But symbols don’t have to take the shape or form of simplified reality, they can be more abstract and work on a more unconscious level. Emmanuel Guibert uses the same white in How the World Was: A California Childhood (US Link), the biography of WWII Veteran Alan Cope. He uses it to focus on the human interactions in the book; His mom dressing him, his grandpa talking him on long walks, a neighbourhood boy bullying him. These are the things that matter, where these scenes took place is just background, just the setting. He shows us what’s worth remembering.
White background doesn’t take on the same meaning in every context, though. The white in the famous and classic silent movie The Passion of Joan of Arc (1928) gets a totally different depth. Director Carl Theodore Dreyer uses the law of simplicity and counts on the viewers understanding of symbols and uses these visual keys to show context in his movie. He uses this method to illustrate the power of the church. But he arrives at this affect through different reasoning. He said that once he understood what the story is about he wanted to show nothing but that. He didn’t want to make an epic drama or a bio pic. He wanted to show Joan conviction.
He tossed all but the necessities to accomplish this goal; he tossed the original script deciding to use the archives and transcriptions of the real trail. Shooting everything in close-up. Focussing on faces and the facial expressions of all involved. Laying bare the innocence and bravery of Joan, the misguided and heartless corruption of the 29 cross-examinations that put her trough trail and torture. (Dreyer and Editor Marguerite Beaugé used 1500 cuts to get this cross-examinations effect not to create the hectic atmosphere I mentioned in the post on continuity, but the feeling she is surrounded and has nowhere to go.)
The power of the church is illustrated in a sober yet very effective way. Using high and low angles to show who is in power and who is overruled and powerless. The background is simple a occasional Gothic window pane sets the scene the angle the framing adding meaning; the church rules all. But what is ‘the church’ it is left ‘blank’ and gets its ‘face’ from the people representing it.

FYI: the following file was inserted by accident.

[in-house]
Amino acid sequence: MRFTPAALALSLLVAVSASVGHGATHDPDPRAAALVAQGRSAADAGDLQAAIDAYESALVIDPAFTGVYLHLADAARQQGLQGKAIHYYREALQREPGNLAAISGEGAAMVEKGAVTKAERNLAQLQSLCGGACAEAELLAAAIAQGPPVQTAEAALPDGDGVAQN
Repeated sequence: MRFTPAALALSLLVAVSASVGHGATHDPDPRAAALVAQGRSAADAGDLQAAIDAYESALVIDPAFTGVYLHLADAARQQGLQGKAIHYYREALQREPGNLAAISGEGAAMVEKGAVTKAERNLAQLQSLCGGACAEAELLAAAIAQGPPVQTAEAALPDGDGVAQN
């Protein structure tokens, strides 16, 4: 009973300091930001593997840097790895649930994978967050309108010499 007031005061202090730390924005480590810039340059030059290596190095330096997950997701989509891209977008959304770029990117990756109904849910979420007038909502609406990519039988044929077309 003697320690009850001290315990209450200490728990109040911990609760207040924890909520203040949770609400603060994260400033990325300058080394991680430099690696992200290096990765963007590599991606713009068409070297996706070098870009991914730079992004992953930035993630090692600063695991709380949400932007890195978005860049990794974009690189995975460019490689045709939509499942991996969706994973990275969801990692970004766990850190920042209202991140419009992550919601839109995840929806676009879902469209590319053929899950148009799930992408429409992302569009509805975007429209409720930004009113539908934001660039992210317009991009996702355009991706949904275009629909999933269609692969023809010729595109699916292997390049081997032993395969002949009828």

Carl Theodore Dreyer, The Passion of Joan of Arc (1928)
In the beautiful Three Colours Trilogy Blue, Blanc and Rouge (US Link) by Krzysztof Kieslowski the colours dominating the background are used to symbolize the mood of the protagonist. Each of the three movies has it’s own colour and theme. The colours, resemble the colours of the French flag and symbolise the ideologies that drove the French revolution; Liberté, égalité, fraternité which translates as liberty, equality and fraternity.
The atmosphere, mood and colour is all present all absorbing. This concept uses the law of simplicity in all its facets. A beautiful method with some stunning narrative impact.
The symbols work their magic but by ‘manipulating’ the background giving it a conformity in these symbolic colours Kieslowski makes the environment into a whole. Giving the protagonists not only a clear context but giving the surroundings, the ‘world’ the role of the antagonist in the story….
The movies are heavy with these emotions. Colour symbolics are stretched to their max without losing their meaning, giving the film a wide emotional range. In the trilogy, “Blue” is the anti-tragedy, “White” is the anti-comedy, and “Red” is the anti-romance. Film critic Roger Eberts remarks.
Blue is about grief, loss, despair, being alone, the painful balance between fate, the freedom to choose your own path, finding yourself and obligation.
Blanc is about innocence and new beginnings, marriage, disappointment, heartlessness, hopelessness, opportunity and revenge; equality in marriage or the lack thereof and the consequences…
Rouge is about life (and death), love, passion, unfulfilled longing, judgment, acceptance and warmth.
Symbols can be a powerful tools in any type of narrative but with them comes grave danger and great responsibility.
Sometimes symbols get so strong we forget they are symbols and confuse them for the real deal. We start using them mindlessly, recycling t